Can sustainable agriculture survive alongside mega-farms?
By Ben Lilliston
Today, we got our shoes dirty. We visited two very different types of farms outside this bustling agriculture town of Lucas do Rio Verde. One, struggling to survive, the other seemingly thriving. One small, one large. One growing all food, the other nearly all agricultural commodities. The stories of both farms reflect the challenges and promises of Brazilian agriculture.
This morning we drove down a dirt road surrounded by cotton and corn fields, till the road split off in a V. In a triangle shaped wedge, 30 families (each with 2.5 hectares, or 6 acres) managed a series of highly diverse farms.
The lead farmer we talked with (at right in the photo) had finally been granted access to the land three years ago, after working in the fields for others in the area for 20 years. He had travelled north from southern Brazil, where his father owned a farm, but also had six children, meaning there wasn’t enough room for everyone on the farm when they grew up. He headed north to claim his own farm. As he was introduced to our group, his deep blue eyes immediately went to peoples’ hands. He said he was trying to identify who were the farmers in our group.
The 30 families mostly farm to feed themselves. They grow a wide variety of fruits, vegetables, pigs, poultry and cattle. What they don’t eat, they sell in town at the market. While the government helped them locate the land, they receive very little other government support and technical assistance.
There are other challenges. Pesticides sprayed onto the larger farms often drift onto their land, with no buffers except a narrow dirt road. Bugs from nearby soy fields often migrated onto their land when spraying takes place. The farmers expressed concern that expanded corn acreage associated with U.S. ethanol production was increasing pressure to expand soy production in Brazil, and hence further squeeze their access to land in Mato Grosso.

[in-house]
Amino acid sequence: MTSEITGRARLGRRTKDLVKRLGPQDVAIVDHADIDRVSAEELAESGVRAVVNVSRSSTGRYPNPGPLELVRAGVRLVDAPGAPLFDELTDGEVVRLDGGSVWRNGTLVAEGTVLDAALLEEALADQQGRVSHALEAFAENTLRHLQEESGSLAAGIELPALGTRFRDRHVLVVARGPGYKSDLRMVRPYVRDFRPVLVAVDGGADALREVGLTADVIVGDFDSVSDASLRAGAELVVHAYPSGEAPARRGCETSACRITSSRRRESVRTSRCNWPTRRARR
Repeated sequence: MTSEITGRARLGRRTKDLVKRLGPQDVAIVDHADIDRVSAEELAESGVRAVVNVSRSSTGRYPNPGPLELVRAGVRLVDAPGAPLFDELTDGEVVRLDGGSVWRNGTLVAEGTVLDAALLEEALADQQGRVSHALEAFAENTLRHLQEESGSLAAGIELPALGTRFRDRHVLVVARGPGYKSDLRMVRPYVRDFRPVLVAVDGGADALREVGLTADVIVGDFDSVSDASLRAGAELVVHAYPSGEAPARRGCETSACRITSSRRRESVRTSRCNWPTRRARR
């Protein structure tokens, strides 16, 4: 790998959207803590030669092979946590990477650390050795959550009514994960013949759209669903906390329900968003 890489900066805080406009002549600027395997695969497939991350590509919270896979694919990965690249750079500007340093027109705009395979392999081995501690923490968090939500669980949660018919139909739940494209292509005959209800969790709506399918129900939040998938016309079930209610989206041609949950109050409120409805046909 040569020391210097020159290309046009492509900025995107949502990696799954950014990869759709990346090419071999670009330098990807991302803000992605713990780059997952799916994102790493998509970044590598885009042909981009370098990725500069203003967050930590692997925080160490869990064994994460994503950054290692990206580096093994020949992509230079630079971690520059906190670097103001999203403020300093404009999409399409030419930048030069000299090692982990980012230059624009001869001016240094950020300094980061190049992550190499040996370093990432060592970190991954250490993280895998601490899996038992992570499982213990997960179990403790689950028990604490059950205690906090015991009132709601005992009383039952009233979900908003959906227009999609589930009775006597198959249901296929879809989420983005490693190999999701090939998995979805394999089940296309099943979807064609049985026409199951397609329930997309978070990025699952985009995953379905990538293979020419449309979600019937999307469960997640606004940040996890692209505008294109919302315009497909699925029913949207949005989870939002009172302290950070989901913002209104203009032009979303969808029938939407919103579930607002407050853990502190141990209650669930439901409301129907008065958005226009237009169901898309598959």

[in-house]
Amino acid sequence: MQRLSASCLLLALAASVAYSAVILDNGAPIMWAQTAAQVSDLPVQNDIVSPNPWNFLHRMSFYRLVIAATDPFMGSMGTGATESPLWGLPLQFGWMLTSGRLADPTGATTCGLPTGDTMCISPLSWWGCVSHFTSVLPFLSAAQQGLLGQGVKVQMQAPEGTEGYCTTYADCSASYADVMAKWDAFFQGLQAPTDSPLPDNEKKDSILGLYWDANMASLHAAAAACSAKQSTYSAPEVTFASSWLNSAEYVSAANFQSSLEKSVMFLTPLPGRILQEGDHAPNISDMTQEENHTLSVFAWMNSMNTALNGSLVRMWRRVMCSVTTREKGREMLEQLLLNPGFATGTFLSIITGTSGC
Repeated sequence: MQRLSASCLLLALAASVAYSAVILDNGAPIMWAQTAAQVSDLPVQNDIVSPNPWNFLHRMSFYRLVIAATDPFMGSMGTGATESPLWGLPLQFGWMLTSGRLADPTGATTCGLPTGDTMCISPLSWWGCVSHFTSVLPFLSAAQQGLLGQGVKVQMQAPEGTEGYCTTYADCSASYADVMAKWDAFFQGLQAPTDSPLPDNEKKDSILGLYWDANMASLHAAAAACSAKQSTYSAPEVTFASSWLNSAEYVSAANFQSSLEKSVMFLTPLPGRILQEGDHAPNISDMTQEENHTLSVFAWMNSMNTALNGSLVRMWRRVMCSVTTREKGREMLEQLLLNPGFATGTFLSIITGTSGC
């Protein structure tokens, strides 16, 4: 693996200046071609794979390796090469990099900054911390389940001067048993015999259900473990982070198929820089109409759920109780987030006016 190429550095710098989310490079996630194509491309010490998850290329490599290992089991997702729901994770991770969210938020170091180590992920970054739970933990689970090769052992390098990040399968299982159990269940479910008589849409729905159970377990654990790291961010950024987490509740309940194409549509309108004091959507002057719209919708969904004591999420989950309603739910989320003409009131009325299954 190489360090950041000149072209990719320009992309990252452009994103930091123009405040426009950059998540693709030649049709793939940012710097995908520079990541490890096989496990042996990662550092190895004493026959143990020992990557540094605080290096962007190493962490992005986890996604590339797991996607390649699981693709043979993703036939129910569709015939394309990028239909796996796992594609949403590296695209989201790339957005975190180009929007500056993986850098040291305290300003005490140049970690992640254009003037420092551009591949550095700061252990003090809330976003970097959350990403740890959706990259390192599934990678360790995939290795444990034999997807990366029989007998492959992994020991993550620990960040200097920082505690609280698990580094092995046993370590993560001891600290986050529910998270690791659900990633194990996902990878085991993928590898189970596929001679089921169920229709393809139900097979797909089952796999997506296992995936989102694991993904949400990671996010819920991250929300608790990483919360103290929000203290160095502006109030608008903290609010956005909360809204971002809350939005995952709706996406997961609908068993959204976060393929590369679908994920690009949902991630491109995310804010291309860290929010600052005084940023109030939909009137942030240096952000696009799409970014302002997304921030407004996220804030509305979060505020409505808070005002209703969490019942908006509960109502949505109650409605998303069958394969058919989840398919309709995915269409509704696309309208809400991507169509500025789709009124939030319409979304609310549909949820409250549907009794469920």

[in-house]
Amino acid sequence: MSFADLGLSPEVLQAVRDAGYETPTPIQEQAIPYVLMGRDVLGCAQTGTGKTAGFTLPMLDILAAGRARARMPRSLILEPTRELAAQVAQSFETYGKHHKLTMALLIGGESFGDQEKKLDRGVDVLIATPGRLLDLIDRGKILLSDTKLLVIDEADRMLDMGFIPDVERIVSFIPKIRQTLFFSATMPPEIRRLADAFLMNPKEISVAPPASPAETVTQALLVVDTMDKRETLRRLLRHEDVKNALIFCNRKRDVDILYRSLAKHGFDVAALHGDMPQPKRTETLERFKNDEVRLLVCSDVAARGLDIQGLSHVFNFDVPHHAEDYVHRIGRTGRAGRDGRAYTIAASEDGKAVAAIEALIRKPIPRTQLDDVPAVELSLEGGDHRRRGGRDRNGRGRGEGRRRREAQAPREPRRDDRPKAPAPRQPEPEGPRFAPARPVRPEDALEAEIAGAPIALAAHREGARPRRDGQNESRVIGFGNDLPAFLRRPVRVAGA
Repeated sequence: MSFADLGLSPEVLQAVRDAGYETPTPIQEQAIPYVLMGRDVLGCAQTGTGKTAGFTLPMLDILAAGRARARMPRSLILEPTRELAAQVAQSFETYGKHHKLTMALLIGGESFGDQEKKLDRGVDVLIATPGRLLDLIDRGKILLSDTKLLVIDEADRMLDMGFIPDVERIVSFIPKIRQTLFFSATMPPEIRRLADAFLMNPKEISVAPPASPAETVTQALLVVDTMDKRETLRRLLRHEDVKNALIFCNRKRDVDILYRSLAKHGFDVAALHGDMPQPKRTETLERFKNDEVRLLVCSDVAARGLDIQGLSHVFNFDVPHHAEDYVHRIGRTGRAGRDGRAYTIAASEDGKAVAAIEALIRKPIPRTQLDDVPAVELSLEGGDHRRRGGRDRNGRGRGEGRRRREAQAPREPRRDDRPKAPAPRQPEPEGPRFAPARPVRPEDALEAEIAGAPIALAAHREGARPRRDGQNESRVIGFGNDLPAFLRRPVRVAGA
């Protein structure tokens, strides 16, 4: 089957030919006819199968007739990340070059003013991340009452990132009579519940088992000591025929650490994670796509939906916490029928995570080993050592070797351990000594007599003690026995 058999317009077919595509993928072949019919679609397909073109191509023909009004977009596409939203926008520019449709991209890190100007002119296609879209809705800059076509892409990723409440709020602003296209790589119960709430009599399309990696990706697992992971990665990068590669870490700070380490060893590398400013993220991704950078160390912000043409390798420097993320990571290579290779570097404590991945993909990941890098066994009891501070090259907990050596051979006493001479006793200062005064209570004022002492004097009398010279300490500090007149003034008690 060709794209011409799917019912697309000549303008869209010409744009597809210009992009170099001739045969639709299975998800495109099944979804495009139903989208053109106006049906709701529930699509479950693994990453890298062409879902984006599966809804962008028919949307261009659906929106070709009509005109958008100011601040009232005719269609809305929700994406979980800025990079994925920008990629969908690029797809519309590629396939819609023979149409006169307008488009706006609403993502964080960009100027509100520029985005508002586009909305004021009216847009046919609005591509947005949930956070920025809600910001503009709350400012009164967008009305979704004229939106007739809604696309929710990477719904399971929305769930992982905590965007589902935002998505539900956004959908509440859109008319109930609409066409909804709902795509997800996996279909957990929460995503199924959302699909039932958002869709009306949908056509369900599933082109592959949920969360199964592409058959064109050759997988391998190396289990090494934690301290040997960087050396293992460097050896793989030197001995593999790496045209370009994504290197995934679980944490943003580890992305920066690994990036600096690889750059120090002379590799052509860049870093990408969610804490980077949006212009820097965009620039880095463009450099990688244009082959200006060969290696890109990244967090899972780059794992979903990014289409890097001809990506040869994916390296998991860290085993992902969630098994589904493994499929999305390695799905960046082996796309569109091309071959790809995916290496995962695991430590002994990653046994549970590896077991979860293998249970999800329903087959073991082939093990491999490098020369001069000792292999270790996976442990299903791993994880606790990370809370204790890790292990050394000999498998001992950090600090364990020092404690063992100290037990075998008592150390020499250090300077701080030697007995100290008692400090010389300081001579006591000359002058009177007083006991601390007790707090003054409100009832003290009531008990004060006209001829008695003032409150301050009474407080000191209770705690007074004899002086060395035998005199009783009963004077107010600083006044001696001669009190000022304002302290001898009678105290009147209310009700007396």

It was clear that life and work on these farms was extremely difficult. When asked, he admitted that in some ways it was harder than life as a laborer, but they wouldn’t trade it. They were becoming self sufficient, and things were getting better.
We saw a different side of Brazilian agriculture when we visited with Carlos Pedrozan later that day. Pedrozan owns an immaculate 500 hectare soybean and corn farm. His father travelled to Mato Grosso from the south of Brazil 25 years ago. At that time, about 30 percent of his land was deforested. Now, 75 percent of the land is deforested. Over the last 25 years, land prices have increased “1000 percent.” And many foreign groups are looking for land to develop in the region, according to Pedrozan.
The farm began to grow soybeans right away. But it was only five years ago that they began to grow a different, second crop —corn—during the same season (something we can’t do in the U.S.). When we arrived his corn crop was in the field. While he’s not quite able to get the yields our Minnesota farmers on the trip reported, that’s not entirely the point. His corn is sold for feed connected to the giant pork and poultry facility in town run by Sadia. But it also serves to complement the soybeans to feed the soil.
Like U.S. farmers he talked about the challenges of low prices. Soybean prices are lower in the region
than elsewhere in the country because of the high costs associated with truck transport. Corn prices are also low. Like U.S. farmers he is a price taker, meaning he doesn’t set his prices and must take what the agribusiness companies pay him. He thought the level of production in the U.S. affects the price he receives for corn, but not so much for soybeans, because the market is more local (Sadia, and a nearby soy biodiesel plant).
Unlike U.S. farmers, Pedrozan receives no government support, like crop insurance or subsidies, when the market or weather hits a tough patch. Recently, his soybeans had been hit with a type of nematoid that sounded like cysts to our Minnesota farmers in the group.
Will there be room enough in Brazil for both types of farms, big and small? For a country this size, and all the benefits it has for agricultural production (land, water and tropical weather), and now money and investment, there should be room for both. But it appears government and agribusiness investment have mostly picked one type of farm over the other.